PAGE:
Haptic touch is an inherently active and exploratory form of perception, involving both coordinated movements and an array of distinct sensory receptors in the skin. For this reason, some have claimed that haptic touch is not a single sense, but rather a multisensory collection of distinct sensory systems. Though this claim is often made, it relies on what I regard as a confused conception of multisensory interaction. In its place, I develop a nuanced hierarchy of multisensory involvement. According to this (...) hierarchy, touch turns out to be a single modality in that its various receptors assign their features to the same tangible objects. When we grasp an object a range of distinct properties?shape, warmth, heft, texture, etc.?are all felt to belong to the object, just as different visual properties are associated with a visual object. Paradigm multisensory experiences, on the other hand, involve associations between distinct perceptual experiences, as when the way something looks affects the way something sounds. Thus despite its functional and physiological diversity, haptic touch can be regarded as a single sense. (shrink)
I argue for sensory pluralism. This is the view that there are many forms of sensory interaction and unity, and no single category that classifies them all. In other words, sensory interactions do not form a single natural kind. This view suggests that how we classify sensory systems (and the experiences they generate) partly depends on our explanatory purposes. I begin with a detailed discussion of the issue as it arises for our understanding of thermal perception, followed by a general (...) account and defense of sensory pluralism. (shrink)
Many sensory states motivate. I offer an account of how such states compel intentional action. I focus on thirst as it is relatively simple in physiological and behavioral terms, it carries little theoretical baggage, and the motivational story for thirst seems likely to generalize. I argue that thirst motivates using a variety of flexible strategies, and that no single explanatory mechanism fully captures its motivational force. The resulting view, the aggregation model of sensory motivation, offers the most plausible account of (...) how sensory states motivate. (shrink)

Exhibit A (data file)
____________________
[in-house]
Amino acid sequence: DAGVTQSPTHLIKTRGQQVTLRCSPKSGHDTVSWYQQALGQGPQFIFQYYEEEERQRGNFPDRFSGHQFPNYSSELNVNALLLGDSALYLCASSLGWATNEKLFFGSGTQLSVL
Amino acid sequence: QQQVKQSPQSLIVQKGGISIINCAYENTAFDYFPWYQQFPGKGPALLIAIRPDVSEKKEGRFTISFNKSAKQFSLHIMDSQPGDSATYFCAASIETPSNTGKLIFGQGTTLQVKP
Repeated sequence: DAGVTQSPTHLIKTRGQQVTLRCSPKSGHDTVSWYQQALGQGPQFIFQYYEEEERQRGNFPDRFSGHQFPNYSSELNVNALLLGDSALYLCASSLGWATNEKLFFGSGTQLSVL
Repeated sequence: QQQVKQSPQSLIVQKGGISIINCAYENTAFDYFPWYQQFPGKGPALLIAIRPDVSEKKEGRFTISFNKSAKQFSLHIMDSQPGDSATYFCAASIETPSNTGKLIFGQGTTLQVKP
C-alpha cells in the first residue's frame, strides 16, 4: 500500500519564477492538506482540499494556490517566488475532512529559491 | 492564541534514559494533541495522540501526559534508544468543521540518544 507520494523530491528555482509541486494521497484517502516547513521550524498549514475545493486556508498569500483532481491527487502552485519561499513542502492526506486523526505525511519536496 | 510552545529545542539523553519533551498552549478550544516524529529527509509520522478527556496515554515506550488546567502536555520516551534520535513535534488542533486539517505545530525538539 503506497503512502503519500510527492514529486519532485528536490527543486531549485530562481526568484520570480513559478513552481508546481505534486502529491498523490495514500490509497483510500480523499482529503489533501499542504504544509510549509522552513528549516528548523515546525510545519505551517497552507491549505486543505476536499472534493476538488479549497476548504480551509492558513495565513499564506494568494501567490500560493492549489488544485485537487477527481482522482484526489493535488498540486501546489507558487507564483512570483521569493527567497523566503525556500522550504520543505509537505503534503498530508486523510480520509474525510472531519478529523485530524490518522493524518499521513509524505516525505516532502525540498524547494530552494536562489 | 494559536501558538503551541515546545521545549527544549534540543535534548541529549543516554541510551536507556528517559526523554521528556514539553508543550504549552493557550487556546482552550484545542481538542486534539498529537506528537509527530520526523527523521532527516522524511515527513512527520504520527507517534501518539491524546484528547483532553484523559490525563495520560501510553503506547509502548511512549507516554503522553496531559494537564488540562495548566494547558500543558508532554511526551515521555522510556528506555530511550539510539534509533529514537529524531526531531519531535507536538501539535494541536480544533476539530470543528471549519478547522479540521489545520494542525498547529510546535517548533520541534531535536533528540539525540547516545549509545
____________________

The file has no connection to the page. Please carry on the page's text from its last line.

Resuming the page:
In this paper, I argue that in touch, as in vision and audition, we can and often do perceive objects and properties even when we are not in direct or even apparent bodily contact with them. Unlike those senses, however, touch experiences require a special kind of mutually interactive connection between our sensory surfaces and the objects of our experience. I call this constraint the Connection Principle. This view has implications for the proper understanding of touch, and perceptual reference generally. (...) In particular, spelling out the implications of this principle yields a rich and compelling picture of the spatial character of touch. (shrink)
Recently, a number of writers have presented an argument to the effect that leading causal theories make available accounts of affect’s motivational role, but at the cost of failing to understand affect’s rationalizing role. Moreover, these writers have gone on to argue that these considerations support the adoption of an alternative (“evaluationist”) conception of pleasure and pain that, in their view, successfully explains both the motivational and rationalizing roles of affective experience. We believe that this argument from rationalization is ineffective (...) in choosing between evaluationist and causal theories of affective experience, and that the impression to the contrary rests on a serious misunderstanding of the dialectic between the two views. We’ll describe general forms of causal and evaluationist theories, set out the argument that has been deployed by evaluationists against causal theorists, and then show how that argument rests on crucial and highly controversial presuppositions. (shrink)